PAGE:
11:30 AM — Office meeting

I’m done interviewing. Interviewing makes me extremely hungry so as soon as it’s over I log off and run to the snack drawer in my desk. I rethink the mornings cases and talk to my colleagues about how everything went, if we have any afternoon appointments, requests for expedited pick-ups, etc.

1:00 PM— Back office

Following a lunch with my husband at the nearest sushi/noodles/falafel joint (if I’m lucky) or with microwaved leftovers (if I’m unlucky) I head back to my desk for some back office work that involves checking databases, requesting additional documentation from applicants, and looking into various sections of the immigration law in the State Department’s elaborate “manual.” I email and chat with colleagues at other posts and desk officers in Washington regarding questions, special requests, trends, system errors, etc.

3:00 PM — Special projects (COVID)

Currently I have little time for special projects, like doing consular outreach to encourage travel to the United States without violating our rules, although in a place like Germany it doesn’t feel particularly urgent. The Germans are pretty well informed and the ties between our countries are already strong due to a long colorful history, a high level of economic interdependence, and a general sense that we may not always love each other but we certainly need each other.

In Germany there’s not the obvious challenge or adventure when it comes to consular work I‘ve experienced in other places, like in Nigeria or Pakistan, but that’s okay. At least I get to live in Germany for two years and frankly, COVID is making the work challenging enough at the moment.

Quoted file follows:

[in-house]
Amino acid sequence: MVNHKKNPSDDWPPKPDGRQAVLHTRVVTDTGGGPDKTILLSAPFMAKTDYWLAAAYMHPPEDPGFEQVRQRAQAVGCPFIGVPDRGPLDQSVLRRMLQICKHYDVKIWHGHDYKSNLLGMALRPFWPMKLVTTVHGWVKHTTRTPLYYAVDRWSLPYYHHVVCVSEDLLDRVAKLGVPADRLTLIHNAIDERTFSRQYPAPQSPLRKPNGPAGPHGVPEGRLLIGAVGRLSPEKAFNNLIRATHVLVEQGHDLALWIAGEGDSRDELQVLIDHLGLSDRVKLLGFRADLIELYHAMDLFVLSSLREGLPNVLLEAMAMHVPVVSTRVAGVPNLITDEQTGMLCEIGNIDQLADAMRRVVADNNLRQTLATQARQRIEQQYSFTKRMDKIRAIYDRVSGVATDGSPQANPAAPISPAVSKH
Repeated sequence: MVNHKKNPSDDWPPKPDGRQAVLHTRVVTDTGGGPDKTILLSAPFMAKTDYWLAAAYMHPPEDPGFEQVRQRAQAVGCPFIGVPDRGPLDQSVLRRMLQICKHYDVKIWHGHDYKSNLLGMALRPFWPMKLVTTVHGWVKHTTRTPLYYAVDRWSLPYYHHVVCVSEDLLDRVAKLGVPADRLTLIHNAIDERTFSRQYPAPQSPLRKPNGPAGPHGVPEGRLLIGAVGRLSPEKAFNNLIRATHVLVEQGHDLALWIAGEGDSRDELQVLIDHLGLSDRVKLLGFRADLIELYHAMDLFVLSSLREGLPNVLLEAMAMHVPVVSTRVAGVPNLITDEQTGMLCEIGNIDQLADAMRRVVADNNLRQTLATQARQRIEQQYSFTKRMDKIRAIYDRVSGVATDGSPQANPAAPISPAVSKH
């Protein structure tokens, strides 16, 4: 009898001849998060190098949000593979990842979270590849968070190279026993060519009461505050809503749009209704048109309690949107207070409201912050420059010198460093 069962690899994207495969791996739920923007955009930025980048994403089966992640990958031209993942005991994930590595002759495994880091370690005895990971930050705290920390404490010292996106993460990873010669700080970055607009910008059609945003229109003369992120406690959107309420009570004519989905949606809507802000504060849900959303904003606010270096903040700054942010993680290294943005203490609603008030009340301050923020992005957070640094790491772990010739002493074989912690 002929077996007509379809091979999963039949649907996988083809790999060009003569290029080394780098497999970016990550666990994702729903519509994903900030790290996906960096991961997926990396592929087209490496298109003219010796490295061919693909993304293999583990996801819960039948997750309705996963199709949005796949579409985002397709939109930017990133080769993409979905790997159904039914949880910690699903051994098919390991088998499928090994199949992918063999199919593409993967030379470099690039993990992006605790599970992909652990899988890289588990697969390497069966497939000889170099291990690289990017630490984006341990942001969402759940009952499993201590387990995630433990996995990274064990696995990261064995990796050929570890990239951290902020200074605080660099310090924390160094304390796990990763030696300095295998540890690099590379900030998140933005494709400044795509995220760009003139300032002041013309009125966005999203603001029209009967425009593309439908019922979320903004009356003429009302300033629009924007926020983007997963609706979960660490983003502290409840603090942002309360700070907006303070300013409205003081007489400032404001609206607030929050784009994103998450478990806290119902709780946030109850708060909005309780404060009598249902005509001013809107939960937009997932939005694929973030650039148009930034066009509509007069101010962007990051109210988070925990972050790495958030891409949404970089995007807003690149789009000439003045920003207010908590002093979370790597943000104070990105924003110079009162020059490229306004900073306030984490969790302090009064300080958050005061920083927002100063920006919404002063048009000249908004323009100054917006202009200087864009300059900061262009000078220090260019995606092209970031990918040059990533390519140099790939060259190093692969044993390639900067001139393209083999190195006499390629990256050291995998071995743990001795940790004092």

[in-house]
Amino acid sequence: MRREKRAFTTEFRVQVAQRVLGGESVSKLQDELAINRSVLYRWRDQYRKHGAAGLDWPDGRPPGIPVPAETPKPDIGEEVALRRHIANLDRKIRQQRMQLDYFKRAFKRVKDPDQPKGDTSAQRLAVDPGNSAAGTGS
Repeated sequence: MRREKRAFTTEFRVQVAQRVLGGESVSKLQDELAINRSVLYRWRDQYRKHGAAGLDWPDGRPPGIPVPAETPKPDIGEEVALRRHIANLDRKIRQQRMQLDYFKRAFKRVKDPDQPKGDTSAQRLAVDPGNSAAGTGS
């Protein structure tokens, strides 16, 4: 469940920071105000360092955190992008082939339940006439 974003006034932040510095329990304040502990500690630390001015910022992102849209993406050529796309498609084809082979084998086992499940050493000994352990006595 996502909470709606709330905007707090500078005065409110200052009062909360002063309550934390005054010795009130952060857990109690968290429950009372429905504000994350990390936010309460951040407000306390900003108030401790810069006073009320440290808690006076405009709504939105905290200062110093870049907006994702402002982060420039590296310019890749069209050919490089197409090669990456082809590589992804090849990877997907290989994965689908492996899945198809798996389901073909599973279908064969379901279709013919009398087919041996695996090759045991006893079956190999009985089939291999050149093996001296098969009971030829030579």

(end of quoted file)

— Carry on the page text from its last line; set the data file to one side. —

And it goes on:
Most of my afternoons are swallowed up by tedious new administrative tasks created to stop the spread of COVID-19 and control more tightly who is traveling to the U.S. right now. The number of emails reaching the consulates in Germany has doubled—from visa holders, from Congress, and from others who have urgent questions regarding travel. We have to assess on a case-by-case basis who, precisely, qualifies under our laws anymore, which leads to outlandish discussions about how, for example, foreign stuntmen are good for the U.S. economy and where, precisely, to draw the line between travel for humanitarian purposes and saving a little bit of money.

5:00 PM — Empty office

I’ve had my fill of passports, emails, immigration laws, and malfunctioning software for the day. Sometimes it’s tempting to stick around to solve one more case, or to read a cable from my colleagues in the political section, but by now the office is deserted and I feel like I should go home. Everyone in my office comes in early and leaves on time every day. So far, I’ve never stayed past 5:30, which is excellent for work-life balance.

On my way out I see the number of interviews for the next day displayed on a whiteboard with the help of cheerful refrigerator magnates. It’s says 32, which is a far cry from the 150 we apparently used to do before the pandemic. Strange times.

Want to know more about a career with the State Department? Check out or check it out on social media @DOSCareers